9:15 AM - 9:30 AM
[SCG61-14] Experimental investigation of reaction-induced stress and permeability evolution in MgO–H2O system
Keywords:Reaction-induced stress, Reaction-induced fracturing, permeability
To understand the controlling mechanisms of fluid flow during hydration reactions, we show one of the first experimental trial to measure the permeability evolution during hydration reactions. We use MgO–H2O system, where periclase (MgO) react with H2O to produce brucite (Mg(OH)2). The reaction involves solid volume increase of as much as +119%. Our earlier experiments have revealed that the reaction-induced stress in this system are controlled by the competition of reaction rate and stress-dependent deformation rate, and exceeds 40 MPa in this system which well exceeds the tensile strength of crustal rocks.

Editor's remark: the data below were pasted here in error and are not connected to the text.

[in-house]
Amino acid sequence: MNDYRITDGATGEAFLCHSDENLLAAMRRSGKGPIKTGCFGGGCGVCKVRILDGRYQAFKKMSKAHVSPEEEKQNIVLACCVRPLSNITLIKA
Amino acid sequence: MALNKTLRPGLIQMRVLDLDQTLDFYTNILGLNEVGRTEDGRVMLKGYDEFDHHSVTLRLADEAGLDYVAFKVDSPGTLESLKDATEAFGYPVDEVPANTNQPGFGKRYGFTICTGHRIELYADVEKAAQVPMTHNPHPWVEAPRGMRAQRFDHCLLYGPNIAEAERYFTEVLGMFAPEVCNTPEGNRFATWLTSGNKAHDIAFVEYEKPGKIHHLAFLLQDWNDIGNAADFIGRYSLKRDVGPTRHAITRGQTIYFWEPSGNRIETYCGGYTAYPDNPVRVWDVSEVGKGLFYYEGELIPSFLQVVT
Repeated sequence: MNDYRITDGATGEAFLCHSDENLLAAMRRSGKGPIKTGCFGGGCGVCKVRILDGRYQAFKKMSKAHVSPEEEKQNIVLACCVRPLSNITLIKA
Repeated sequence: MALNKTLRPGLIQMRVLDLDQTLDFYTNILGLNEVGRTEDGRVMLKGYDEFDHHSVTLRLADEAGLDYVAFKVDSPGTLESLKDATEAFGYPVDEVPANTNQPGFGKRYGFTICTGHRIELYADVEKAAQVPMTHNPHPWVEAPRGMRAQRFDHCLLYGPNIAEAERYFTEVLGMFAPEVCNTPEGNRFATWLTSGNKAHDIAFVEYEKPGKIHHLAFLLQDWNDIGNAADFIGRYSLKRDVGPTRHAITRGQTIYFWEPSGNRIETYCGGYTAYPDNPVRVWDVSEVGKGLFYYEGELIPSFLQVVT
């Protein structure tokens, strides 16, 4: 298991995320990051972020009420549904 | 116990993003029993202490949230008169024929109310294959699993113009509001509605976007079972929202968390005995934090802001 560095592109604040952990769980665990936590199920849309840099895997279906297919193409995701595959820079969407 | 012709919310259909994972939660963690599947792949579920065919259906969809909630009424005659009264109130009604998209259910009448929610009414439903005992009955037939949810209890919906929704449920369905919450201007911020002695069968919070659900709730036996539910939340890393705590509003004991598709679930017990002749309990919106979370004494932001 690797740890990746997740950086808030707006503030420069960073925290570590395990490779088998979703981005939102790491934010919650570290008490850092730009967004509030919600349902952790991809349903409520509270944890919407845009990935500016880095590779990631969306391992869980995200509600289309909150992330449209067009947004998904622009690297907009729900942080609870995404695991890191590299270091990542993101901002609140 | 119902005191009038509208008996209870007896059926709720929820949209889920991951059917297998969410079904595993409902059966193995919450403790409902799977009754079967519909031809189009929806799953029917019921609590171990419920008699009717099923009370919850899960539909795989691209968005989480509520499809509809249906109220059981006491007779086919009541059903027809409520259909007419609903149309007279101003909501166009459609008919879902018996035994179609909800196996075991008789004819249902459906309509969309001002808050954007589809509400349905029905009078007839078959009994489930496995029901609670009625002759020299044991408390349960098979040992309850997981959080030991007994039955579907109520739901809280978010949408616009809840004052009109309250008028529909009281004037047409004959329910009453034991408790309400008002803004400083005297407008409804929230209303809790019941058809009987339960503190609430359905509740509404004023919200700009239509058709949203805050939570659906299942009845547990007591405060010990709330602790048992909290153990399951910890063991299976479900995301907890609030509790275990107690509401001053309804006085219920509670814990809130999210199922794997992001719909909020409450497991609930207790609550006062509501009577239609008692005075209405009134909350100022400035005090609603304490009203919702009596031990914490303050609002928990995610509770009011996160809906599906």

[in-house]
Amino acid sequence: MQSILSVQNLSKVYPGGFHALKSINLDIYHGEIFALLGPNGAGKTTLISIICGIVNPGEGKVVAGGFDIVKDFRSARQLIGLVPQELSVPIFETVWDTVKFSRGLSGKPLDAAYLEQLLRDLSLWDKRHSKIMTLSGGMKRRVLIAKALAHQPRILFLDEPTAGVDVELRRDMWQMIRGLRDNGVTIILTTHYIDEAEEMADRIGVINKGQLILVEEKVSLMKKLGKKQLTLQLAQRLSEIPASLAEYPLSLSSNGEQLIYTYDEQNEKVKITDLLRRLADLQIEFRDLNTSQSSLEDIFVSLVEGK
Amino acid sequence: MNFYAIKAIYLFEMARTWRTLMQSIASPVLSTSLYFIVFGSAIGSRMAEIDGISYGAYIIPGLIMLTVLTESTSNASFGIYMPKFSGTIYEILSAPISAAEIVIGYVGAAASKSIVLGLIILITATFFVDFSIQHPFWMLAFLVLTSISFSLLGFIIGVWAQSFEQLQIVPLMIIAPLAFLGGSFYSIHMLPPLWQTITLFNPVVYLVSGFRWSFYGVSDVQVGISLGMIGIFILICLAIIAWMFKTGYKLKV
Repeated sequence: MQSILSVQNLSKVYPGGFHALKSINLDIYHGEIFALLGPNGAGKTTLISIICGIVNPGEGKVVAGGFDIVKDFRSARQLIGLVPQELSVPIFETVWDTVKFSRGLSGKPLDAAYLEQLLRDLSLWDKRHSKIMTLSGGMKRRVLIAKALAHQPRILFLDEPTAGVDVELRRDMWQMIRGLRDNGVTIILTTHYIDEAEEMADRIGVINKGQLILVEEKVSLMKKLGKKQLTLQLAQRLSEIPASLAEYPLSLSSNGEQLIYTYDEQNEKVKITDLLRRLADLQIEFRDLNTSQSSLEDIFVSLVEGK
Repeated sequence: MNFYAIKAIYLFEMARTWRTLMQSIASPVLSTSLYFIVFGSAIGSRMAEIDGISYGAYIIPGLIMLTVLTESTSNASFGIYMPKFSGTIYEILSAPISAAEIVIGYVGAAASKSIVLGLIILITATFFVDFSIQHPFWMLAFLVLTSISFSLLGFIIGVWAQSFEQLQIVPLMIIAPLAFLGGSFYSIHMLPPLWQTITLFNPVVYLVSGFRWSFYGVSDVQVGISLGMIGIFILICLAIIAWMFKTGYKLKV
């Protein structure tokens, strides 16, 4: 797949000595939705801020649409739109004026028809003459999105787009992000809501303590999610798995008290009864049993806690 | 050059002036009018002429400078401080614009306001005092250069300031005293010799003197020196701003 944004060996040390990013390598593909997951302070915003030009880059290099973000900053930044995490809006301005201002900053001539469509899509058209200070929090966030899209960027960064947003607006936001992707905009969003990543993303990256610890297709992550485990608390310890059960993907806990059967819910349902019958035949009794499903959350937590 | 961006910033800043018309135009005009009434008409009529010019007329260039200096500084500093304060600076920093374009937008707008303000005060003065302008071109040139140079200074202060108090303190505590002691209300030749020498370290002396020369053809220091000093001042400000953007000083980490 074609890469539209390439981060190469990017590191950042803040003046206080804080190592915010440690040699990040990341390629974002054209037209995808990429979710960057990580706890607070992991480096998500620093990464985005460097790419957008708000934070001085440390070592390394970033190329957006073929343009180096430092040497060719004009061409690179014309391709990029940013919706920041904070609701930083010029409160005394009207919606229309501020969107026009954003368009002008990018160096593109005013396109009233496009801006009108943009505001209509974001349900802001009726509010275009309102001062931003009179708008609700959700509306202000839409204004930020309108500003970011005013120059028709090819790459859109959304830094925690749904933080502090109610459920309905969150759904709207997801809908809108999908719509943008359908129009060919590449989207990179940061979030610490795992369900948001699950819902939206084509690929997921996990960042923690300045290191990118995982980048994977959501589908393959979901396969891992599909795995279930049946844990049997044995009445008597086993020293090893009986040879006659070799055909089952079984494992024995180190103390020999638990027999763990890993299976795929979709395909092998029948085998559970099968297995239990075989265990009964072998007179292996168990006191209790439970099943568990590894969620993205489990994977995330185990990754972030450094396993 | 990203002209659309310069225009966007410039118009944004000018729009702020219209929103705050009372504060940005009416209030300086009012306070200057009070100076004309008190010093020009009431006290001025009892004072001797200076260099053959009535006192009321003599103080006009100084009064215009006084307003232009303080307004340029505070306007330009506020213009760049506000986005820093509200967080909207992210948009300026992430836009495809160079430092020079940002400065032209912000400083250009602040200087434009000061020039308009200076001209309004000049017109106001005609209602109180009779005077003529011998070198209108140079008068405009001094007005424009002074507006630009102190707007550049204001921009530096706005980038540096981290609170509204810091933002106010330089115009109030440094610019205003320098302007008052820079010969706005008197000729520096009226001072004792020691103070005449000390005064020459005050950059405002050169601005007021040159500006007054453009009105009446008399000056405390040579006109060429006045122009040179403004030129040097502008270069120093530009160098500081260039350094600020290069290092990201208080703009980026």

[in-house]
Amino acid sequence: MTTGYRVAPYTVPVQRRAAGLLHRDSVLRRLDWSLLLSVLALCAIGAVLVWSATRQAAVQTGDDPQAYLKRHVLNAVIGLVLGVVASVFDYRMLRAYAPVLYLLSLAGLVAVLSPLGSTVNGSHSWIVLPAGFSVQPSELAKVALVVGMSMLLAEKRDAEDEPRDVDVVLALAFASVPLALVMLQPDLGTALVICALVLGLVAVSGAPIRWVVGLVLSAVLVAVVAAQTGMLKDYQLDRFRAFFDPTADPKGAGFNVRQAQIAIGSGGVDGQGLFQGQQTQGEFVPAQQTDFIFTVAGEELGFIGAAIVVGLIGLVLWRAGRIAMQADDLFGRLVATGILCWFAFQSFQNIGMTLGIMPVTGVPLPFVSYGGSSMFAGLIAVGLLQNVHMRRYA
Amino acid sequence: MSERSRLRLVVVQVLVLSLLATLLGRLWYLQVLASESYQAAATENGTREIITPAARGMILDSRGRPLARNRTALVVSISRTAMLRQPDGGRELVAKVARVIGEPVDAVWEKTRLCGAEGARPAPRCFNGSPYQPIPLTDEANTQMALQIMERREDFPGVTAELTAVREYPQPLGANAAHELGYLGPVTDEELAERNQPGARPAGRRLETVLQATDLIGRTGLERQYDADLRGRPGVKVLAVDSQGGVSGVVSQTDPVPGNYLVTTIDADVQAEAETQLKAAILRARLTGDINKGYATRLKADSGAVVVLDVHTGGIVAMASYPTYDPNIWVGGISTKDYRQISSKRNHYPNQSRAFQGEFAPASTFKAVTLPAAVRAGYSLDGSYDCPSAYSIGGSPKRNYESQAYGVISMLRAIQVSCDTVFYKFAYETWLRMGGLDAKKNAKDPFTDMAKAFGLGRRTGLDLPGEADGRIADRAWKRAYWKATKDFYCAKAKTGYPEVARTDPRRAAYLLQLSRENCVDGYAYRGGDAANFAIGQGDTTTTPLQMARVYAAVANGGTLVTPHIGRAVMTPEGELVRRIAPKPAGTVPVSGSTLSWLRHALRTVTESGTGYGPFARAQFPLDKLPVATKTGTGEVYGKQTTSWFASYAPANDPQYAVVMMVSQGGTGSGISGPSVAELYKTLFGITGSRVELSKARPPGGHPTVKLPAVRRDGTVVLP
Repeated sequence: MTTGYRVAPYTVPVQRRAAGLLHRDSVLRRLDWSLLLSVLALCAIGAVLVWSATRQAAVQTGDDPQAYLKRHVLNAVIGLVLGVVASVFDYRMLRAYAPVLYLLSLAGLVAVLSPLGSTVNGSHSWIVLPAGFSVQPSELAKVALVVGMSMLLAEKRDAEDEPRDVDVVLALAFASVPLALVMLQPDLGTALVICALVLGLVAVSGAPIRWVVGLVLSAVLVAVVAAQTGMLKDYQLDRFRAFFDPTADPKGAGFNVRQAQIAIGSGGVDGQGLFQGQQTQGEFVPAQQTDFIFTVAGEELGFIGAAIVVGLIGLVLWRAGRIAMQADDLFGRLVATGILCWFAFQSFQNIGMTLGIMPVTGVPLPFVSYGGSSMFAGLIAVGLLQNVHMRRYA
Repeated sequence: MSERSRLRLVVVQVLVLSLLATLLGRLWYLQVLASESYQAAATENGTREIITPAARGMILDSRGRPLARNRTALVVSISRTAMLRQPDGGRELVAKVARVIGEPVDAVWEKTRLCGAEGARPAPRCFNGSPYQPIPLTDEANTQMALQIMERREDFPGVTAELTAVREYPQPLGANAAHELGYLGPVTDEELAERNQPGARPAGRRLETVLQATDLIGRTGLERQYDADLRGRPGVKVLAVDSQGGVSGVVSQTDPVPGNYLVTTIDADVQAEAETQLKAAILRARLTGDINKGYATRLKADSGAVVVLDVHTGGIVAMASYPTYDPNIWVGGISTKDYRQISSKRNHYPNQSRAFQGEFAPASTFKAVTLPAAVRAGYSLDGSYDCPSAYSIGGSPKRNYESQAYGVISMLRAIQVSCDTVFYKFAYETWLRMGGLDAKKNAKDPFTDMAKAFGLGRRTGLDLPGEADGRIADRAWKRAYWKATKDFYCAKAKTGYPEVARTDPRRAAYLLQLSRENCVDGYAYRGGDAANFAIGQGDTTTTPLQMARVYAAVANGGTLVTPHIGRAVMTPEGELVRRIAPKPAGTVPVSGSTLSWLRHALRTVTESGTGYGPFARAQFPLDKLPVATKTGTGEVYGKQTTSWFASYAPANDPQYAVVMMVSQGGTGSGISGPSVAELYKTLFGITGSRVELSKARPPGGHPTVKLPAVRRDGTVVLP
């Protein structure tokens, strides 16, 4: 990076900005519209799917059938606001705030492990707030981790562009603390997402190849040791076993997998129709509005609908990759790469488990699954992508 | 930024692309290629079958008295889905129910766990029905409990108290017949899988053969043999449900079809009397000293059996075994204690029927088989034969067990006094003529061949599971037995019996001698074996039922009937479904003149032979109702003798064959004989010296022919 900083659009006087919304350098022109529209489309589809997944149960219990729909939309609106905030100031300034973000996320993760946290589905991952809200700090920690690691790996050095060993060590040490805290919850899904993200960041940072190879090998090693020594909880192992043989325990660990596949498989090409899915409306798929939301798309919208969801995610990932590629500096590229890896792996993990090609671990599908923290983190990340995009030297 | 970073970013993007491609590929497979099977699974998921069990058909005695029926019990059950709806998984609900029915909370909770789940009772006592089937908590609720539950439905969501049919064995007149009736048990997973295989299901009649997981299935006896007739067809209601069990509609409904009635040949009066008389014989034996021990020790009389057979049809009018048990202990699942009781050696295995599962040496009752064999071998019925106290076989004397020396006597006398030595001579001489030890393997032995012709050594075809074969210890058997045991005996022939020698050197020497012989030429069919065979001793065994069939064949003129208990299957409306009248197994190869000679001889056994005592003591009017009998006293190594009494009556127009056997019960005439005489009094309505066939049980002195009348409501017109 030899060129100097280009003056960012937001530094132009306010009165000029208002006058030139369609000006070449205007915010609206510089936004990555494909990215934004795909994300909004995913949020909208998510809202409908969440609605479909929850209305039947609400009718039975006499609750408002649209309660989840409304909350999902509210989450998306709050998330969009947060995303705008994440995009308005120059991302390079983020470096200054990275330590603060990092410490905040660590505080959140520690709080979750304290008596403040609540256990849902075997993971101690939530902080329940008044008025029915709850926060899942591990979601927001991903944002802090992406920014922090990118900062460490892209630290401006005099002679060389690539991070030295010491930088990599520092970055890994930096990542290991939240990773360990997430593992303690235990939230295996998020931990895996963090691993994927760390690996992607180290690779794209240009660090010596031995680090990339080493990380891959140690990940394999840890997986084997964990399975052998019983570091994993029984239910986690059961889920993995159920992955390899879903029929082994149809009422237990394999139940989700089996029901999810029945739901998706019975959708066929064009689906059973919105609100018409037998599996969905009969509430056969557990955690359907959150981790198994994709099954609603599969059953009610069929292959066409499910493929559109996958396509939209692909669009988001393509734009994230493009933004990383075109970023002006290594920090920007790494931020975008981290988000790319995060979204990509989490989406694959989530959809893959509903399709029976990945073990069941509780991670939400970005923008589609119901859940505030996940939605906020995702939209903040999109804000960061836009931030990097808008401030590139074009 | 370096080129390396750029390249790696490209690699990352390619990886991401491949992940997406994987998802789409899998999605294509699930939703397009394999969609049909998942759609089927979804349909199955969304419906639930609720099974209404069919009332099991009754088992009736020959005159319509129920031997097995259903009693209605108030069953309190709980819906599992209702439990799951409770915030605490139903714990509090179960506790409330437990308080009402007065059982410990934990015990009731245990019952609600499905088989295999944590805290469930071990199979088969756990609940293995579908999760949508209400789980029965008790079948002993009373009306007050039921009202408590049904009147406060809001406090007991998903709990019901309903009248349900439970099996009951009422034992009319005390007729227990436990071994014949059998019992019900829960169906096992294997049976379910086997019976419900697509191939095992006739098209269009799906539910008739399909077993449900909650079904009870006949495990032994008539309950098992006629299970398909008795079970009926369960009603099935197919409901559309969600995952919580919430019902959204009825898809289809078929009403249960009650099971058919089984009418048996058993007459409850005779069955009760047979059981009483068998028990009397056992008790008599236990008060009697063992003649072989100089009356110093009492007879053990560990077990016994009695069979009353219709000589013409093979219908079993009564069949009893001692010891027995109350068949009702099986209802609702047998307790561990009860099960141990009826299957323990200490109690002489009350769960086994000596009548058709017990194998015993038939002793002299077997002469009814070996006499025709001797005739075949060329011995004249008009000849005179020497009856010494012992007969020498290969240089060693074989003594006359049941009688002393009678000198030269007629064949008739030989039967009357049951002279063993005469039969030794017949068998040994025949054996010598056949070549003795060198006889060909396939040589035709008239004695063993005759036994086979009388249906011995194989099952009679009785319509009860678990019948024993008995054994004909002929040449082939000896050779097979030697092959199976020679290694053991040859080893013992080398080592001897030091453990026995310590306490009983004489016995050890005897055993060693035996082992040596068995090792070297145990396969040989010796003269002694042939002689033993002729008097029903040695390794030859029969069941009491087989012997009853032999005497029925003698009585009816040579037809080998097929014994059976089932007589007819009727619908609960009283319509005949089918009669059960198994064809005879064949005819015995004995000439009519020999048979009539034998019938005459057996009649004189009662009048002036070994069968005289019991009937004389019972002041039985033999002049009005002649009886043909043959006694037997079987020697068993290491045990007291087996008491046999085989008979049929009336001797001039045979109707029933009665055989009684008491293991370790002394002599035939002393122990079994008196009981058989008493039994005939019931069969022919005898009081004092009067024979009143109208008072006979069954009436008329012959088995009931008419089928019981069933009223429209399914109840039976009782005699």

In this presentation, we have conducted flow thorough experiments to reveal the permeability evolution during hydration reactions. Experiments were conducted with sintered MgO with 4–14 vol.% porosity, under 100–300°C with 5–50 MPa confining pressure and 5–15 fluid pressures. Preliminary experiments showed rapid permeability decrease in 2–3 orders, and finally the stainless sleeve broke by the reaction-induced expansion. The rate of permeability decrease is a function of the confining pressure, suggesting that the deformation of the reactant (brucite) has significant control over the permeability evolution during hydration reactions. We will present further experiments with various reaction rate/deformation rate ratios, and discuss the controlling factors of permeability enhancement/reduction during hydration reactions.
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